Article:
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Untouchable: The Cimate Case Against Arctic Drilling


Untouchable: The Cimate Case Against Arctic Drilling

Hannah McKinnon

When you think of the Arctic, you may picture vast glaciers, frigid waters, miles of ice, and probably the quintessential polar bear. The Arctic has been the final frontier for centuries: the ends of the earth.


"Proven reserves" will be used in one grand game of liars' poker in some upcoming and yet-to-be-defined climate "deal". Big Energy knows this and is scrambling to piss on whatever it can claim to find. It knows they can't be burned, but do make excellent hostages. The hunt we see now is largely a prequel to what Big Energy sees as the "Greatest Show on Earth" (holding humanity hostage). The real question is whether or not THE GREATEST SHOW ON EARTH (nonlinear climate change) will render the former moot.


Bernie Sanders is drawing large enthusiastic crowds to his campaign speeches. Hilary might NOT win the primary.


That bit about fundamentalist sermons just confirming the arguments of atheists is laughing out loud hilarious. Too true.


Conventional pollution is a great argument against coal. Once coal is picked off, it becomes harder to justify leaving oil and gas in the ground based on strictly money arguments about the cost of putting up with oil and gas against the cost of replacing oil and gas with renewable energy and paying off the too big to fail oil and gas firms for their loss of sales to a direct government attack on them.


CO2 capture from ambient air is technically feasible and the closest thing to a technical fix we are likely to get. If federal government decides to scrape up money to fund engineering level R&D to try to get from technically feasible to economically feasible, it might be able to get from around $200/metric ton for CO2 captured from ambient air and compressed to about 11 atmospheres to use as base for fracking/hydraulic/heat-transfer fluid for enhanced geothermal systems down to about $50/metric ton (probable minimum cost end of 2014 price levels) and ask our too big to fail oil and gas firms to beta-test it for us in West Virginia which has almost border to border geothermal resource withing 10 km of surface but mostly at 150 - 175 C minimum usable temperature. Geothermal is sort of renewable, can be dispatchable much as hydro, would last twice as long between original drilling and first drilling of new hot rock reservoir 1 km below the first if both utility and firm doing the drilling and fracking could be persuaded to use it as dispatchable power 40% to 50% of time instead of 90+% of time. Also with re-drilling and use as dispatchable power, it might be feasible to keep drilling down another km every 12 years instead of usual 6 years long enough for the topmost hot rock reservoir to reheat enough to reuse. And enhanced geothermal system can hold as much CO2 as 15 coal-fired generators of same size. Conventional pollution is a good enough argument to destroy the coal industry and force too big to fail coal firms to settle for payments from the electric utilities to pay them something towards their loss of sales to renewable energy from equipment placed by federal government with utilities to replace their use of coal. It will be harder to argue that federal government should force too big to fail oil/gas firms to settle payments in lieu of being allowed to sell their products on the world market. Extreme inequality of income is depressing commodity prices, making it much harder for oil/gas firms to justify exploiting hard to reach, extract, and refine marginally exploitable oil and gas deposits. That should slow them down. It was only a major advance in technology that made many of those deposits exploitable while oil prices exceeded $100/barrel. With oil prices down around $50/barrel, it is not economically justifiable even with current oil and gas subsidies from federal government.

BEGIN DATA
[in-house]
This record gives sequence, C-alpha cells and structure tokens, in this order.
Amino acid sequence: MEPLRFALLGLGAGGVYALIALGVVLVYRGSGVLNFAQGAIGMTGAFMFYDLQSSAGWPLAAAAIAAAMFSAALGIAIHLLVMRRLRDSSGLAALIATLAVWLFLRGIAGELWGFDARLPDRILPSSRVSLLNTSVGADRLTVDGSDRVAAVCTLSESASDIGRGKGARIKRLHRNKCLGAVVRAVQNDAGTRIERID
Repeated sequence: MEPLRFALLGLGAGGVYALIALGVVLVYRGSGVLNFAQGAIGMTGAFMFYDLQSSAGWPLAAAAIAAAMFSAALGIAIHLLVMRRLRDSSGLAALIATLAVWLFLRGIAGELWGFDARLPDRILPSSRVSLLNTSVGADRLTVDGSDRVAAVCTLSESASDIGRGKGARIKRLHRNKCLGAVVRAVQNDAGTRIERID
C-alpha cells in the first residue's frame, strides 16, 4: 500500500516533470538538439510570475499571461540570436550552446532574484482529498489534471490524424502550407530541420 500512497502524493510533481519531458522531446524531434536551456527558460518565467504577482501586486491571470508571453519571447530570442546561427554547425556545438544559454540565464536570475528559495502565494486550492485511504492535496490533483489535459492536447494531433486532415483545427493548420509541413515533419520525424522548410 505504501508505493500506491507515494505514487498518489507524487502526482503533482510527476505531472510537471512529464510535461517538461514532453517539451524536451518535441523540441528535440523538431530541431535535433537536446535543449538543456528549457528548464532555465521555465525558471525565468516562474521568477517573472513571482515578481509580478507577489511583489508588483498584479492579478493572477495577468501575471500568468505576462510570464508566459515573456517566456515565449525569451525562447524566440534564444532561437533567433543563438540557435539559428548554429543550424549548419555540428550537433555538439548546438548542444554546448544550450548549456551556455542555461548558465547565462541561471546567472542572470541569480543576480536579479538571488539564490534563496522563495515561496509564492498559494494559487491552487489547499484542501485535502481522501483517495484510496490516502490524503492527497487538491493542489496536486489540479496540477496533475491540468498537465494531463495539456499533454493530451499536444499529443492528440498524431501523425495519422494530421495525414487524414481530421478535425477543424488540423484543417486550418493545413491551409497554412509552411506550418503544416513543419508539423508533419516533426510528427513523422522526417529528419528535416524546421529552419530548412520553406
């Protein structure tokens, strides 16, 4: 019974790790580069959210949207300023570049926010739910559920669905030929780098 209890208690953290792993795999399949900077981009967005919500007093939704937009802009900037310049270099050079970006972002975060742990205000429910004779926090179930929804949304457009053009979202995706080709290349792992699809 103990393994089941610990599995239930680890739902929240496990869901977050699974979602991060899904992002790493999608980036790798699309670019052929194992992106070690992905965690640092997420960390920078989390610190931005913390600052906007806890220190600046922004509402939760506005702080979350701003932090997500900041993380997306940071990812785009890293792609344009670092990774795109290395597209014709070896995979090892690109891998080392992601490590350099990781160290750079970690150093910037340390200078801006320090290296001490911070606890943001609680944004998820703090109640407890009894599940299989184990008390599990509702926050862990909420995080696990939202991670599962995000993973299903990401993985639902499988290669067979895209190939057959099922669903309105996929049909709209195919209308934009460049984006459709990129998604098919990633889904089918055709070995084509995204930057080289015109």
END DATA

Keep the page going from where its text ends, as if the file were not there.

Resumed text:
The second law of thermodynamics pretty much puts the kibosh on carbon sequestration technologies--unless they were to be powered by the sun. Then why not just use the sun to do whatever is to be done in the first place?